Attack on Christian Theism
|"If the Christian dogmas of
a revengeful God, universal sinfulness, election by divine grace and the
danger of eternal damnation were true, it would be a sign of
weak-mindedness and lack of character not to become a priest,
apostle or hermit and, in fear and trembling, to work solely on one's own
salvation; it would be senseless to lose sight of ones eternal advantage
for the sake of temporal comfort. If we may assume that these things are
at any rate believed true, then the everyday Christian cuts a
miserable figure; he is a man who really cannot count to three, and who
precisely on account of his spiritual imbecility does not deserve to be
punished so harshly as Christianity promises to punish him."
--Nietzsche, Human, All Too Human
"Really unreflective people are now
inwardly without Christianity, and the more moderate and reflective people
of the intellectual middle class now possess only an adapted, that is to
say marvelously simplified Christianity. A god who in his love
arranges everything in a manner that in the end will be best for us; a god
who gives to us and takes from us our virtue and our happiness, so that as
a whole all is meet and fit and there is no reason for us to take life
sadly, let alone exclaim against it; in short, resignation and modest
demands elevated to godhead - that is the best and most vital thing that
still remains of Christianity. But one should notice that Christianity has
thus crossed over into a gentle moralism: it is not so much 'God,
freedom and immortality' that have remained, as benevolence and decency of
disposition, and the belief that in the whole universe too benevolence and
decency of disposition prevail: it is the euthanasia of
--Nietzsche, Daybreak 92
The two quotes above by Nietzsche suggest
certain kinds of failed Christianity: one that lives a life utterly out of
line with its beliefs; the other a Christianity bereft of its defining
features. Keeping in mind Alisdair MacIntyre's
critique of the failed practice of a modernity without a true telos
guiding its actions, how might part of Nietzsche's attack on Christian
theism result from a practice guilty of bad faith, of even ethical and
- Do pity, consideration, virtue, gift-giving, and
renunciation inevitably lead to disrespect of life and the weakening
of human beings? Can they be misused to those ends?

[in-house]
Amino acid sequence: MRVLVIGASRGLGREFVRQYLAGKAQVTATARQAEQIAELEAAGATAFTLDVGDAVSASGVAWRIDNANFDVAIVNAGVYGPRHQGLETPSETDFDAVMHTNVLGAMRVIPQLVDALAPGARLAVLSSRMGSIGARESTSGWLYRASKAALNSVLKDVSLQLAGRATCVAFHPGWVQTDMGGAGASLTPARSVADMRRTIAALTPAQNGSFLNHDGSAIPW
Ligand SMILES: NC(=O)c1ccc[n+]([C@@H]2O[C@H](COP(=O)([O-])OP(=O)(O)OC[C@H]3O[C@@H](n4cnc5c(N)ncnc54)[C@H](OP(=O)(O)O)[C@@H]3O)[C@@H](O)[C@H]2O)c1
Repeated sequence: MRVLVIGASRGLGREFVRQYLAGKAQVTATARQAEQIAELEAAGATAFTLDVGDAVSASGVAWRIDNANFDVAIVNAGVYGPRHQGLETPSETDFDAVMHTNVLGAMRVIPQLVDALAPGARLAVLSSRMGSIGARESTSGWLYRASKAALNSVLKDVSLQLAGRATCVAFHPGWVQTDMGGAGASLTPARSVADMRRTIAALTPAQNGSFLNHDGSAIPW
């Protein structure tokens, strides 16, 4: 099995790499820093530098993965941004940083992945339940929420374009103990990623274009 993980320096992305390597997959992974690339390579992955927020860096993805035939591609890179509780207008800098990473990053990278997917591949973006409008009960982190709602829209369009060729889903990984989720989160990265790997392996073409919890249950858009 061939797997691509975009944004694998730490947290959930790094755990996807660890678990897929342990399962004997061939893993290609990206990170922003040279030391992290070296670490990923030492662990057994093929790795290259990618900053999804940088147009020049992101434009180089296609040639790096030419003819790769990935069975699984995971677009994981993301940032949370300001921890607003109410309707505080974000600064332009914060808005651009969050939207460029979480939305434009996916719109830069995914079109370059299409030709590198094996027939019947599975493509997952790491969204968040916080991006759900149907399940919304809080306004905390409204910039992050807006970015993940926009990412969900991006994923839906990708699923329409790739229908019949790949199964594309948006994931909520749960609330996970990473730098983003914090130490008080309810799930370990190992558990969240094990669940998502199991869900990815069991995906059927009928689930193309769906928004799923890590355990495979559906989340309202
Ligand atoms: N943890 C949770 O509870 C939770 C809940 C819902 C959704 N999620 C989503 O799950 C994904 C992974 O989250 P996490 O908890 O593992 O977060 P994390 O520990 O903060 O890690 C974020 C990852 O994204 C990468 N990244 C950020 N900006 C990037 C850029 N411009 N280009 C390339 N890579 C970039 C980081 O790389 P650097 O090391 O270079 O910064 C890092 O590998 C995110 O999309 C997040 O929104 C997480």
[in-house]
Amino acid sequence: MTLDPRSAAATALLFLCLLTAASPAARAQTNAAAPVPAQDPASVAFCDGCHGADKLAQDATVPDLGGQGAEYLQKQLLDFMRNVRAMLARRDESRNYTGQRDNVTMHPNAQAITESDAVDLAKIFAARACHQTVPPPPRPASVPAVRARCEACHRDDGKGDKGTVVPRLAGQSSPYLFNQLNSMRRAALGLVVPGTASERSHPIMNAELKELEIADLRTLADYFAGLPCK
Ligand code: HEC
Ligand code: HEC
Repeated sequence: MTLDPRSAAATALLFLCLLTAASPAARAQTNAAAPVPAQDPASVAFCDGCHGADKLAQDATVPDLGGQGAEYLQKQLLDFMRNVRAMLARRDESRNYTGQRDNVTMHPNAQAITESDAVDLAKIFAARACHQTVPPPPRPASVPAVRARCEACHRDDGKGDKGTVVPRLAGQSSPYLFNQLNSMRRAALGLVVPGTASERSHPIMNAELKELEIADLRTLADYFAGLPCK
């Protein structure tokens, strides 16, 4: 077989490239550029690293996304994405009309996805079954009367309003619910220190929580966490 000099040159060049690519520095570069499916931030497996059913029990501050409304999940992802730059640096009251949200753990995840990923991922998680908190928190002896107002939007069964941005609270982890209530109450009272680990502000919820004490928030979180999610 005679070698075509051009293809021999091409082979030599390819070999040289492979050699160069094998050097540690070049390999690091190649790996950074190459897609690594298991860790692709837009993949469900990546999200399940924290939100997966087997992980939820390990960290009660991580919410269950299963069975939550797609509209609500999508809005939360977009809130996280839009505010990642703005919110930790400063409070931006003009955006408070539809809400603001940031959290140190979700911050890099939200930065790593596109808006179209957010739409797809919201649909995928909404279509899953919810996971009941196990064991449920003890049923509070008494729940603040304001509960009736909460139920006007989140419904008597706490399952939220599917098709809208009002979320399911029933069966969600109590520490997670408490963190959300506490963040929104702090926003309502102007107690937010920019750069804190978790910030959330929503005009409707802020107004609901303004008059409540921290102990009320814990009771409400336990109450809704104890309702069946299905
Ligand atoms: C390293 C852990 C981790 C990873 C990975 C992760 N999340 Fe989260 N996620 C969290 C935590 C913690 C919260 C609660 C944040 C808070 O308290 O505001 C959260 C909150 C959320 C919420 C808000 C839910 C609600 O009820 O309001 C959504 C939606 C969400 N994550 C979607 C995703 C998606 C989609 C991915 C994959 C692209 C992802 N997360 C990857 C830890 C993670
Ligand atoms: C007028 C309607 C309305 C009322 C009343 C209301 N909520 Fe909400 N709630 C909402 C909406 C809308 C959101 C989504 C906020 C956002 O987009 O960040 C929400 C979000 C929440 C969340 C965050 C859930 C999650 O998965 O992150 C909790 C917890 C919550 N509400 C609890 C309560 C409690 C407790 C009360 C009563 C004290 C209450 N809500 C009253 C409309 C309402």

- Does Nietzsche truly understand the Christian
tradition? What has he overlooked?
- Would the kind of Christianity that Nietzsche
decries above be incoherent and guilty of bad faith?
- How does the Christian worldview view human
beings differently from Nietzsche? Do they share anything?
- What would Nietzsche put in its place?
- How does Nietzsche's critique show us that
Christian practices cannot be divorced form Christian beliefs?
||"Are you a slave?
If so, you cannot be a friend.
Are you a tyrant? If
so, you cannot have friends. In woman, a slave and a tyrant have all too
long been concealed. For that reason, woman is not yet capable of
friendship: she knows only love. In a woman's love is injustice and
blindness towards all that she does not love. And in the enlightened love
of a woman, too, there is still the unexpected attack and lightning and
night, along with the light. Woman
is not yet capable of friendship: women are still cats and birds. Or, at
best, cows. Woman is not yet capable of friendship. But tell me, you men,
which of you is yet capable of friendship?"
Louise von Salome, a former philosophy and theology
student, as well as an intellectual revolutionary was loved by both Paul
Ree, Jewish philosopher and devotee of the new psychology, and by
Nietzsche. The three lived together for a time, with Salome rejecting
Nietzsche's marriage proposals twice. She found Ree the more interesting
of the two and reduced the older Nietzsche to helpless melancholy and
frustration. This famous picture features Salome holding a whip with both
Ree and Nietzsche held by ropes. An ironic photograph taken in a moment of
self-aware bemusement by the trio.
What does it reveal about the limits of Nietzsche's
own "life-affirming" alternative?